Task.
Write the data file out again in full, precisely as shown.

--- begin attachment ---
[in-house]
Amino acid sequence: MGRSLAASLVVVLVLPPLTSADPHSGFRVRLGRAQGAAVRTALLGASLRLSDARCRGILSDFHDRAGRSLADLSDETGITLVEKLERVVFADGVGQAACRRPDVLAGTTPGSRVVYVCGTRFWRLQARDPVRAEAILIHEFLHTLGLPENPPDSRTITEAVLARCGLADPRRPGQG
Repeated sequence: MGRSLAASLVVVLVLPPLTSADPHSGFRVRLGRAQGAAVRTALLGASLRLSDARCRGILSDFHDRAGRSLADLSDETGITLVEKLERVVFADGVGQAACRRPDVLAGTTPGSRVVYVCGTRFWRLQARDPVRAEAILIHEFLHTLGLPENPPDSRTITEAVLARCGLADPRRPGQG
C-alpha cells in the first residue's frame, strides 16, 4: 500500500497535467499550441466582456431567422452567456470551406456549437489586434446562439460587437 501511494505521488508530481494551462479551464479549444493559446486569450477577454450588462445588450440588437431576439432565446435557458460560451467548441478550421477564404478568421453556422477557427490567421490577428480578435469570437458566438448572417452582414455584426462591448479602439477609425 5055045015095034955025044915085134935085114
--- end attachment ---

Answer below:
[in-house]
Amino acid sequence: MGRSLAASLVVVLVLPPLTSADPHSGFRVRLGRAQGAAVRTALLGASLRLSDARCRGILSDFHDRAGRSLADLSDETGITLVEKLERVVFADGVGQAACRRPDVLAGTTPGSRVVYVCGTRFWRLQARDPVRAEAILIHEFLHTLGLPENPPDSRTITEAVLARCGLADPRRPGQG
Repeated sequence: MGRSLAASLVVVLVLPPLTSADPHSGFRVRLGRAQGAAVRTALLGASLRLSDARCRGILSDFHDRAGRSLADLSDETGITLVEKLERVVFADGVGQAACRRPDVLAGTTPGSRVVYVCGTRFWRLQARDPVRAEAILIHEFLHTLGLPENPPDSRTITEAVLARCGLADPRRPGQG
C-alpha cells in the first residue's frame, strides 16, 4: 500500500497535467499550441466582456431567422452567456470551406456549437489586434446562439460587437 501511494505521488508530481494551462479551464479549444493559446486569450477577454450588462445588450440588437431576439432565446435557458460560451467548441478550421477564404478568421453556422477557427490567421490577428480578435469570437458566438448572417452582414455584426462591448479602439477609425 5055045015095034955025044915085134935085114